This case arises out of an excess insurance provider’s refusal to cover damages incurred by the insured general contractor after it was terminated from a construction project. Satterfield & Pontikes Construction, Inc. (“S&P”) served as general contractor for the Zapata County courthouse project and purchased two layers of insurance to cover potential liabilities: commercial general liability insurance and excess insurance. Excess insurance, provided by United States Fire Insurance Company (“Excess Carrier”), would apply when the first layer was exhausted. S&P also required its subcontractors to purchase insurance and execute indemnity agreements to cover damages they caused to the project.
During the project, Zapata County terminated S&P and filed suit to recover the damages it incurred to complete and correct S&P’s work. At arbitration, Zapata County was awarded over $8 million in damages, fees, and costs. S&P covered over $4 million of the award through settlement agreements it executed with its subcontractors—which did not specifically allocate the proceeds to the damages or liabilities they covered—and nearly $3 million from its commercial general liability insurance providers. S&P sought to obtain coverage for the balance of the award from its Excess Carrier, but the Excess Carrier refused to pay any amount, arguing that the first layer of insurance had not been completely exhausted. S&P filed suit for breach of the policy, arguing that its Excess Carrier was obligated to make up the shortfall of the arbitration award. The Excess Carrier argued that not all of the damages awarded at arbitration were covered under its policy (such as mold, attorney’s fees, and prejudgment interest) and that those that may have been covered were likely satisfied by the subcontractor settlements.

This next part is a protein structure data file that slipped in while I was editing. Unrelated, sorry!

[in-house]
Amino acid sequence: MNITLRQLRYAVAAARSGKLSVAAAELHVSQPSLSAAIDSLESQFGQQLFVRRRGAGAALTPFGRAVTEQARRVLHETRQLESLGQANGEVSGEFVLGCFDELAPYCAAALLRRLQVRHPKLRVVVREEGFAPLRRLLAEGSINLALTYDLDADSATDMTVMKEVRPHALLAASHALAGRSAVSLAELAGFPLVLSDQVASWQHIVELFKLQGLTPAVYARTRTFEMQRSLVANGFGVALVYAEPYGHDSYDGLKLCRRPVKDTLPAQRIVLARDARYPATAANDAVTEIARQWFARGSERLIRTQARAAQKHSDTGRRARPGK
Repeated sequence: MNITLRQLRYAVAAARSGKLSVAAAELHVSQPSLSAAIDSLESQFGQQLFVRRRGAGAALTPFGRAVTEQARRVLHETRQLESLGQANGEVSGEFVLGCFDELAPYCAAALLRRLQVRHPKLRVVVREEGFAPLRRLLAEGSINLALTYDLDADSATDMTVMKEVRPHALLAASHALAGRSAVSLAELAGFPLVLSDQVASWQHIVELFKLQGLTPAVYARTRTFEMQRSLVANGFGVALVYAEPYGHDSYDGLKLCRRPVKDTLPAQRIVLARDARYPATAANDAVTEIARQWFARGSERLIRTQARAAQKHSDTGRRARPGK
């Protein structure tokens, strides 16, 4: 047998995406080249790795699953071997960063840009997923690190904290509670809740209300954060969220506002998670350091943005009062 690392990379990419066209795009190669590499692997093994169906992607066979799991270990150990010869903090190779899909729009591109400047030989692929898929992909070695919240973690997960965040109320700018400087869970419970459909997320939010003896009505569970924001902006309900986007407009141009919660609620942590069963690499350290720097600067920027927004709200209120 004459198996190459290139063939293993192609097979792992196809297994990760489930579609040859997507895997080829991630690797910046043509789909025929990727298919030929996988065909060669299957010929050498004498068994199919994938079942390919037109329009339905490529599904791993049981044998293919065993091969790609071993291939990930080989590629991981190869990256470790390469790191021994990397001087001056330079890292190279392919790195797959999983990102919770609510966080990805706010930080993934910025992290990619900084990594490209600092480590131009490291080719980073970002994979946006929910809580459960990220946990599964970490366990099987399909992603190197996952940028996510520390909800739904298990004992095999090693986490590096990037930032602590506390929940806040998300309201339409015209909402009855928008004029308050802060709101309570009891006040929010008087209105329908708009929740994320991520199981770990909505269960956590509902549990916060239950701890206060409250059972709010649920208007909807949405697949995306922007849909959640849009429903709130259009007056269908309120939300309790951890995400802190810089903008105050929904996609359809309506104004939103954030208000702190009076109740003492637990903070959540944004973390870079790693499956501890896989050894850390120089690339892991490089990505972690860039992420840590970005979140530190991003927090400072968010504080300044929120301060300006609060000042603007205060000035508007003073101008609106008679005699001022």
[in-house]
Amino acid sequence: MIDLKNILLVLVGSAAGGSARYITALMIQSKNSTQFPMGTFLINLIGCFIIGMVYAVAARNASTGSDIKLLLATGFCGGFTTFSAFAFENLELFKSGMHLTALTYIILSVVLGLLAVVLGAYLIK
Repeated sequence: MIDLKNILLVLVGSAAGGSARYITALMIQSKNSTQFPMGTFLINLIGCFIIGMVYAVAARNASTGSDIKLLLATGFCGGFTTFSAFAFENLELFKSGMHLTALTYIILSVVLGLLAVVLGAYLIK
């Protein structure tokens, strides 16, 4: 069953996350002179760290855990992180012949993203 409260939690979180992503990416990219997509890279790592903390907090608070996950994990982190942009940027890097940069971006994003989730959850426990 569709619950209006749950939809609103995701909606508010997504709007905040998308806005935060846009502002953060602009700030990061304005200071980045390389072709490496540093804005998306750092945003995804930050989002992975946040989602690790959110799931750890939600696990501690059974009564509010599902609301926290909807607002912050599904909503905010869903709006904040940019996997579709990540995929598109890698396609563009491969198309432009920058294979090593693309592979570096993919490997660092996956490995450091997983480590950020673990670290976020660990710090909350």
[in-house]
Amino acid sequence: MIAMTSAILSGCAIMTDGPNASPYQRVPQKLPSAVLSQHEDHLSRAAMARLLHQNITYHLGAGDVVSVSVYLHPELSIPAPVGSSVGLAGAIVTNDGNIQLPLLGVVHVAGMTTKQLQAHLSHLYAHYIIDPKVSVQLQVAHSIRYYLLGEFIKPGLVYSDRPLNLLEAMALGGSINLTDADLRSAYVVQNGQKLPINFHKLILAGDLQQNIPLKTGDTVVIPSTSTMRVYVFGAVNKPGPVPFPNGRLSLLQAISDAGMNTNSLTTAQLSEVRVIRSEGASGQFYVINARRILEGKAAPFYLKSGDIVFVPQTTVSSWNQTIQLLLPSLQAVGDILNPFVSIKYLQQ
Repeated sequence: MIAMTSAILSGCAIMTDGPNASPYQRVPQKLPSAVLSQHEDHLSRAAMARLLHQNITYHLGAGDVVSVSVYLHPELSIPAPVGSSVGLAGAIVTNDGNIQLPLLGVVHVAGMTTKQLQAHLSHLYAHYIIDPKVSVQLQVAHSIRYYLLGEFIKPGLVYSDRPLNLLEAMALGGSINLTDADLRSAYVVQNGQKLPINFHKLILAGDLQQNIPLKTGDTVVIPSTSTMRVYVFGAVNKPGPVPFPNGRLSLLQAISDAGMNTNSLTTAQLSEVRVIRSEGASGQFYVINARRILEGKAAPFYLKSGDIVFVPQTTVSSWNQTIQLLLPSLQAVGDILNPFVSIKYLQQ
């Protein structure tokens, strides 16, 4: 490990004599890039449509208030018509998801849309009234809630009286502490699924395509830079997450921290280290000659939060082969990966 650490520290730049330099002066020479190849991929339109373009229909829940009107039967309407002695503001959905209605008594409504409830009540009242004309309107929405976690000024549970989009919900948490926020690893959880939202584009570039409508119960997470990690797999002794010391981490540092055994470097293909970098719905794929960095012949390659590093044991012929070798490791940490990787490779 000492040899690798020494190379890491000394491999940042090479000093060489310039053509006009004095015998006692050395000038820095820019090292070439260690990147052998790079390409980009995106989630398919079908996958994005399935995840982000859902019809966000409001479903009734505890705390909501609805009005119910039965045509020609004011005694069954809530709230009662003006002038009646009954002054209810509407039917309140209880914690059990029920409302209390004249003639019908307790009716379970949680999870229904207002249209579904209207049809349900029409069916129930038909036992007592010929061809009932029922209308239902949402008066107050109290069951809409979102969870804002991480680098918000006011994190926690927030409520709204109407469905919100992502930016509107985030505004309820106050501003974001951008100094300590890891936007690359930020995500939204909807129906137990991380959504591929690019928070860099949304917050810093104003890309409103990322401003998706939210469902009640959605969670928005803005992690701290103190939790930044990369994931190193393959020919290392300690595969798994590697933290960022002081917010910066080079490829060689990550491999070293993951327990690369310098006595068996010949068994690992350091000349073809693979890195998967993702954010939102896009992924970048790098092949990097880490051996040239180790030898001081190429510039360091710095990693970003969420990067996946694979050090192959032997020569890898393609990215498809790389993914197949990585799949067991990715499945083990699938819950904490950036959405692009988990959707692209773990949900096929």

Continue Reading Fifth Circuit Holds Settlement Proceeds Received by General Contractor From Subcontractors Constitute “Other Insurance” Which Offsets the Liability of the Excess Carrier and General Contractor Bears the Burden of Properly Allocating the Proceeds Among Covered and Non-Covered Claims
Great N. Ins. Co. v. Honeywell Int’l, Inc., No. A16-0997, 2018 Minn. LEXIS 236 (May 9, 2018)
This case arises out of a residential construction project and the installation of ventilators into a home’s HVAC system. Sixteen years after completion of the work, a fire occurred in one of the ventilators, causing property damage. After paying the homeowners’ insurance claim, Great Northern Insurance (“Great Northern”), as subrogee, filed suit against McMillan Electric Company (“McMillan”), the manufacturer of the motors in the ventilators, asserting claims for product liability, breach of warranty, and negligence, including a claim for breach of a post-sale duty to warn consumers of the risk of fires in ventilator motors.
The trial court granted McMillan summary judgment concluding that Minnesota’s 10-year statute of repose barred all of Great Northern’s claims except for the post-sale duty to warn claim, which also failed because McMillan owed no such duty. The Court of Appeals reversed both holdings. On appeal, the Supreme Court affirmed the Court of Appeals’ decision that McMillan’s motor was “machinery,” to which the statute of repose does not apply.…